Students going there are going to have a huge foot up on everybody elsePosted: August 31, 2016 Filed under: Uncategorized | Tags: expressions, getting a leg up on someone, getting off on the right foot, humor, language, malaphor, malaphors, putting your best foot forward, words 1 Comment
This was stated in a marketing podcast. It is a nice mash up of “getting a leg up on someone” (an advantage over someone) and possibly “putting a best foot forward” (giving it your best). However, Marcia Johnston, who spotted this one, also mentioned that “the phrasing might imply ‘having people underfoot’, although that meaning is more to do with other people creating a nuisance than with having an advantage over people.” She also thought the concept of people you meet (step on?) while climbing the ladder of success might be in the mental mix. I think “getting off on the right foot” (to begin something that is likely to succeed) may also be in play here, as it is consistent with the message the speaker is trying to convey. In any event, feet and legs get tangled up in this one for sure! A big thanks to Marcia for sending this one on and for her deconstructing insight.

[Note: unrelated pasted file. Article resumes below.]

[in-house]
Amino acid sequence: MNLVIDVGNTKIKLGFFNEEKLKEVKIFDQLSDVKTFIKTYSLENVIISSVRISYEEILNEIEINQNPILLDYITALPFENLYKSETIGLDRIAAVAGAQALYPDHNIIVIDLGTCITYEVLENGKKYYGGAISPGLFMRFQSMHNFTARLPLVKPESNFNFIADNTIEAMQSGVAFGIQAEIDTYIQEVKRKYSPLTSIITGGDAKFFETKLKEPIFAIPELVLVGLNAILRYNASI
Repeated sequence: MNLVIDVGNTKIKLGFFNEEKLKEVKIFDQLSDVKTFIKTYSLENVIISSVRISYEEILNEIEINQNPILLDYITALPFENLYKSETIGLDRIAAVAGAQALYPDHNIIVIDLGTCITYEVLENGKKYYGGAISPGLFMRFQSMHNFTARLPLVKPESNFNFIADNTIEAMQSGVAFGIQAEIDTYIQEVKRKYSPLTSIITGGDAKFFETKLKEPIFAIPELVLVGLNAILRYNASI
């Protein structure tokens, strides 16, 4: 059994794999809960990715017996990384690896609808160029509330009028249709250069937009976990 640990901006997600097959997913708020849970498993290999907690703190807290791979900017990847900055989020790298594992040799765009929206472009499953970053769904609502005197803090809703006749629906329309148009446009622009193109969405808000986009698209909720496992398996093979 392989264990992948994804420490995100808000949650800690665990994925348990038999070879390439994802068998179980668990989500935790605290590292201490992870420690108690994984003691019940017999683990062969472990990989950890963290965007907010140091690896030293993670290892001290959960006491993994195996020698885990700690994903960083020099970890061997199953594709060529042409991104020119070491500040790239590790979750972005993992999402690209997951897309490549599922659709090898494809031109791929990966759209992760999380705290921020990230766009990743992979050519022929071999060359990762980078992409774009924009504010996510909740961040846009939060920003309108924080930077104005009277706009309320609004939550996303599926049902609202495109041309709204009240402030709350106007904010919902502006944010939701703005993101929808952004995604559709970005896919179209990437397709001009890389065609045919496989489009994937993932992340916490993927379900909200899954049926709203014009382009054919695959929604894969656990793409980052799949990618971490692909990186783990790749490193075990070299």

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“Deconstructing insight”—I like that.